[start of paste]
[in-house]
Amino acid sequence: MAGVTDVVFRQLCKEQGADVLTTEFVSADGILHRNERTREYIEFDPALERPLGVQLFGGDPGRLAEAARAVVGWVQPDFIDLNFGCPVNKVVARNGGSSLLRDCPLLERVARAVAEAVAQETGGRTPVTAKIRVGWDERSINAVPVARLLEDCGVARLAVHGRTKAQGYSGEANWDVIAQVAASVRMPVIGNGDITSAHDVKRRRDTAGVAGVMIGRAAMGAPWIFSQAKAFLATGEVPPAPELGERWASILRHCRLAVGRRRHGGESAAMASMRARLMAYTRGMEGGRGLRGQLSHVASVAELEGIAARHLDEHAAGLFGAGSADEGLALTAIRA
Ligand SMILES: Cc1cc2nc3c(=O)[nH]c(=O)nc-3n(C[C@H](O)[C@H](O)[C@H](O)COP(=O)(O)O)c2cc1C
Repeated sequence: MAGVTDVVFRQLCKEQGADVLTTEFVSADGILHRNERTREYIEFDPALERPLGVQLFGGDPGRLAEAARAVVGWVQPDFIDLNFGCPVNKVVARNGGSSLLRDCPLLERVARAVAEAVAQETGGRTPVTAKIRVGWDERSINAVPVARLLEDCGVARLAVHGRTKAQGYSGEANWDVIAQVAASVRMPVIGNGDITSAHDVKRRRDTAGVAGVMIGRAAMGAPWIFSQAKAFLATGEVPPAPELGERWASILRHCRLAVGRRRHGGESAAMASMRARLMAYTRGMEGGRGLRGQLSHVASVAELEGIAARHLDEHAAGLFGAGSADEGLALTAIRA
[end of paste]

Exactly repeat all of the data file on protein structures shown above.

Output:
[in-house]
Amino acid sequence: MAGVTDVVFRQLCKEQGADVLTTEFVSADGILHRNERTREYIEFDPALERPLGVQLFGGDPGRLAEAARAVVGWVQPDFIDLNFGCPVNKVVARNGGSSLLRDCPLLERVARAVAEAVAQETGGRTPVTAKIRVGWDERSINAVPVARLLEDCGVARLAVHGRTKAQGYSGEANWDVIAQVAASVRMPVIGNGDITSAHDVKRRRDTAGVAGVMIGRAAMGAPWIFSQAKAFLATGEVPPAPELGERWASILRHCRLAVGRRRHGGESAAMASMRARLMAYTRGMEGGRGLRGQLSHVASVAELEGIAARHLDEHAAGLFGAGSADEGLALTAIRA
Ligand SMILES: Cc1cc2nc3c(=O)[nH]c(=O)nc-3n(C[C@H](O)[C@H](O)[C@H](O)COP(=O)(O)O)c2cc1C
Repeated sequence: MAGVTDVVFRQLCKEQGADVLTTEFVSADGILHRNERTREYIEFDPALERPLGVQLFGGDPGRLAEAARAVVGWVQPDFIDLNFGCPVNKVVARNGGSSLLRDCPLLERVARAVAEAVAQETGGRTPVTAKIRVGWDERSINAVPVARLLEDCGVARLAVHGRTKAQGYSGEANWDVIAQVAASVRMPVIGNGDITSAHDVKRRRDTAGVAGVMIGRAAMGAPWIFSQAKAFLATGEVPPAPELGERWASILRHCRLAVGRRRHGGESAAMASMRARLMAYTRGMEGGRGLRGQLSHVASVAELEGIAARHLDEHAAGLFGAGSADEGLALTAIRA